And then there were five. Alex Thomson became part of the top five in an overnight reshuffle as the Vendée Globe singlehanded round-the-world race moved into week five.
The quintet had waited to see how their tactical choices would work out as François Gabart hung on to the lead with Jean-Pierre Dick climbing back up to second.
Armel le Cléac’h, who had slipped to fifth, has moved back up to third and Switzerland’s Bernard Stamm, who had taken over the lead, is back down to fourth. But the big move was by Thomson who halved his deficit in fifth and can now be counted as part of the leading group.
Also making substantial gains in sixth was Mike Golding. The computer still puts him 400 miles behind Gabart, but that compares with a recent over 650-mile plus deficit.
In Malaysia, Ian Williams was not able to retain the Monsoon Cup but, in winning the third place playoff, he beat the man whose four world titles record he has equalled on the World Match Racing Tour, Peter Gilmour.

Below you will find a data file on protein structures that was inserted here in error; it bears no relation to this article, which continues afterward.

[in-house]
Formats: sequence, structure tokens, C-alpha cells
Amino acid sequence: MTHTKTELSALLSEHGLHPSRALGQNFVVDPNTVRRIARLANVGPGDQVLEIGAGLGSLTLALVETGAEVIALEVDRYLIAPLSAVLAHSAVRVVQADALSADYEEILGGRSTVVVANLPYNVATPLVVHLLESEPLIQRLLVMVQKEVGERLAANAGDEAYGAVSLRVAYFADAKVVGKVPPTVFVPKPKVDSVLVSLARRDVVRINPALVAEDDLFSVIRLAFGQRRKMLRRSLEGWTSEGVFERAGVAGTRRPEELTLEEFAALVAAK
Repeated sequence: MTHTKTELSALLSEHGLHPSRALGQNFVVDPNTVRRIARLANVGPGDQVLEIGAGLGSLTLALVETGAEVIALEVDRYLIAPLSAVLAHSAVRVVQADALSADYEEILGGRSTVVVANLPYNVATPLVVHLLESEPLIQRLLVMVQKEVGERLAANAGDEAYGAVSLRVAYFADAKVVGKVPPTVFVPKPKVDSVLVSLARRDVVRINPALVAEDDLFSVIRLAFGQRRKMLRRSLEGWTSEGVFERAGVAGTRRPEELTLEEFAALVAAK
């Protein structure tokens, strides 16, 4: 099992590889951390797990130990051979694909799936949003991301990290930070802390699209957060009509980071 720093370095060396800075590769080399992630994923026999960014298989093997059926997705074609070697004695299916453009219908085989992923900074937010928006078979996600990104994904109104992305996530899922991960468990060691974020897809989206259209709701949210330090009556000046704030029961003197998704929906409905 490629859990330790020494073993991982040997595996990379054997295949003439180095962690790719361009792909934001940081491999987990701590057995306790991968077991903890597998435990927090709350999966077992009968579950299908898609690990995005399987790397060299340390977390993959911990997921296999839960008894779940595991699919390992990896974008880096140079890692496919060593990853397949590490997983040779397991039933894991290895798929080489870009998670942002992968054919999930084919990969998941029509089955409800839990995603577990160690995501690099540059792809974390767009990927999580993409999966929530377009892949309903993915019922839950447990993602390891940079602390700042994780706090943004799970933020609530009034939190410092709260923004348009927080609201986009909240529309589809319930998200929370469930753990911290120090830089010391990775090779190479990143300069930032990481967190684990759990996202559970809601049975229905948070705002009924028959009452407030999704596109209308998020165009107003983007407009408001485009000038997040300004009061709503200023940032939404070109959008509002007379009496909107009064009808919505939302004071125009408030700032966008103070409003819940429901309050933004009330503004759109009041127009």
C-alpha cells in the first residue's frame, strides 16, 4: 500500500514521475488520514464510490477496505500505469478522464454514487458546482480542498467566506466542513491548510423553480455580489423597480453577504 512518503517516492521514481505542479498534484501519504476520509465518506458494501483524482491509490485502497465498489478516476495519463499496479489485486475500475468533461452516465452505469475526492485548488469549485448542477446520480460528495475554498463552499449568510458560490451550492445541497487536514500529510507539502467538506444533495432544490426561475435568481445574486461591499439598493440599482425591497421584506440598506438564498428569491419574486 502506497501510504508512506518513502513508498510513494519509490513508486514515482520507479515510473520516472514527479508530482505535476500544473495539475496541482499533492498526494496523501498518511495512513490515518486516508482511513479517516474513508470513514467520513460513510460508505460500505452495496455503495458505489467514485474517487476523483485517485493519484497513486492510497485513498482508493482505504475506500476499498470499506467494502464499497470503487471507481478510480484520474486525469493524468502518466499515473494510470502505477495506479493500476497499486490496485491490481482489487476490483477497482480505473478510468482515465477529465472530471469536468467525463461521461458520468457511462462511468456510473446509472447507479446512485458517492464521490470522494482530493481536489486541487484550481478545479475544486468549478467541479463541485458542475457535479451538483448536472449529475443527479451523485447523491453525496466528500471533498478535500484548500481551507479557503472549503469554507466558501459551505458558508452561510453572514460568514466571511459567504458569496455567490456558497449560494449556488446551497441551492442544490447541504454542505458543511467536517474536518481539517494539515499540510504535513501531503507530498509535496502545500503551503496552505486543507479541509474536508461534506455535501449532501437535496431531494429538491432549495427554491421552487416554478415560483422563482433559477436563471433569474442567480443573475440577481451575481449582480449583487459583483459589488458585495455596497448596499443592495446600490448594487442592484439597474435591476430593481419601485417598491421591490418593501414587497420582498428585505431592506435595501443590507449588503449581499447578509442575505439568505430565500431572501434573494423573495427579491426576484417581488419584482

That was the Australian’s last race as he retires from the tour, but the Gilmour name, carried by son David continues.
Taylor Canfield of the US Virgin Islands lifted the trophy having beaten New Zealand’s Phil Robertson, who had beaten Williams and his Team GAC Pindar in their semi-final.
In San Francisco the international jury overseeing the America’s Cup has confirmed that a second protest has been received from the Prada-backed Italian team, Luna Rossa, complaining about a change to the racing calendar for 2013. The Venice regatta scheduled for April has been dropped and the May regatta due to be staged in Naples has been brought forward to April.
Luna Rossa has already complained about the surveillance tactics being employed by the defender, Oracle Team USA, as it trials its new 72-foot wing-powered catamaran in Auckland.
A further week of racing, though split in two to call it two regattas, has been inserted in the US in May. The venue is not named but is expected to be New York when the city, still recovering from the effects of the Sandy storm damage, considers the timing is right to go public.
Meantime the five-strong jury has in effect issued a gagging order to stop the teams making public any complaints that they wish the jury to consider.
The original offering from the Oracle team after it won the America’s Cup in Valencia in 2010, was to move the event from the Flintstone into the 'tell everything to everybody' Facebook age. The jury appears to be taking a very flinty view of being open to the public.
Join our new commenting forum
Join thought-provoking conversations, follow other Independent readers and see their replies